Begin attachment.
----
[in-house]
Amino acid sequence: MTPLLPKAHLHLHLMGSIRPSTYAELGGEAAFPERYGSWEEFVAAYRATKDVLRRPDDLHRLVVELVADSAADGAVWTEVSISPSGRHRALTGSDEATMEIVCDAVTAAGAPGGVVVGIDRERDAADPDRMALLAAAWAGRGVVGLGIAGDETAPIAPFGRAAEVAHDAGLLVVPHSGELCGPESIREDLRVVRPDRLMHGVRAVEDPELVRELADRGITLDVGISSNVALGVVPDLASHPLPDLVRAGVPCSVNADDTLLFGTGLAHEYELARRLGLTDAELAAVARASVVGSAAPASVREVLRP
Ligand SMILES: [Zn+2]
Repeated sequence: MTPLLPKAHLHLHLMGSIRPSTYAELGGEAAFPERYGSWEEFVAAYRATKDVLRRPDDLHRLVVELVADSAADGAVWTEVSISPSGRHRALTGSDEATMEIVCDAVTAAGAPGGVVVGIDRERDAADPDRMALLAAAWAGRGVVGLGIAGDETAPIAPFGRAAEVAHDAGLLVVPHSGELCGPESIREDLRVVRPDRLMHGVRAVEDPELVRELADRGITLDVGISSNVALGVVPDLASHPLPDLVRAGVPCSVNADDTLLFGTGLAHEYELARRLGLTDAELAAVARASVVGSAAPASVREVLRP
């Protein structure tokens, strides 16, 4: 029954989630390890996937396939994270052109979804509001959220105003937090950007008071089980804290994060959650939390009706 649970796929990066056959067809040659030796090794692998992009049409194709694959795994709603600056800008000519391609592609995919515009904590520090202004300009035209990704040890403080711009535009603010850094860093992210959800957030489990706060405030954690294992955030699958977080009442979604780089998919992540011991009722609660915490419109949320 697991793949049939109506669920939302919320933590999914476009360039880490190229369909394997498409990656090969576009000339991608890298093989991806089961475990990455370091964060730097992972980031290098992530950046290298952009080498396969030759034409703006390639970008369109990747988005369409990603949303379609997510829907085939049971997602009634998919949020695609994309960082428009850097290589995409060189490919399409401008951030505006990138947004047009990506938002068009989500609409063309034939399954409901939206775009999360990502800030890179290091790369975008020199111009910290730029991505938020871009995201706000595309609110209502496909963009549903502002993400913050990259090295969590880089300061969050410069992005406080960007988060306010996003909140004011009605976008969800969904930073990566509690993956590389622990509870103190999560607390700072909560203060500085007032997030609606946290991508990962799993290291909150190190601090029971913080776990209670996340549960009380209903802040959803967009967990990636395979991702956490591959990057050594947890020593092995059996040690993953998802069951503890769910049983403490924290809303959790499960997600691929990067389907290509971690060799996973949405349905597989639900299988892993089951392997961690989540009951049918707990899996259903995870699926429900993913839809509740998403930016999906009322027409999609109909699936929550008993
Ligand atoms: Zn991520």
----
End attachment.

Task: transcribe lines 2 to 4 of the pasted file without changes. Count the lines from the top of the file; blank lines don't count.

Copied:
Amino acid sequence: MTPLLPKAHLHLHLMGSIRPSTYAELGGEAAFPERYGSWEEFVAAYRATKDVLRRPDDLHRLVVELVADSAADGAVWTEVSISPSGRHRALTGSDEATMEIVCDAVTAAGAPGGVVVGIDRERDAADPDRMALLAAAWAGRGVVGLGIAGDETAPIAPFGRAAEVAHDAGLLVVPHSGELCGPESIREDLRVVRPDRLMHGVRAVEDPELVRELADRGITLDVGISSNVALGVVPDLASHPLPDLVRAGVPCSVNADDTLLFGTGLAHEYELARRLGLTDAELAAVARASVVGSAAPASVREVLRP
Ligand SMILES: [Zn+2]
Repeated sequence: MTPLLPKAHLHLHLMGSIRPSTYAELGGEAAFPERYGSWEEFVAAYRATKDVLRRPDDLHRLVVELVADSAADGAVWTEVSISPSGRHRALTGSDEATMEIVCDAVTAAGAPGGVVVGIDRERDAADPDRMALLAAAWAGRGVVGLGIAGDETAPIAPFGRAAEVAHDAGLLVVPHSGELCGPESIREDLRVVRPDRLMHGVRAVEDPELVRELADRGITLDVGISSNVALGVVPDLASHPLPDLVRAGVPCSVNADDTLLFGTGLAHEYELARRLGLTDAELAAVARASVVGSAAPASVREVLRP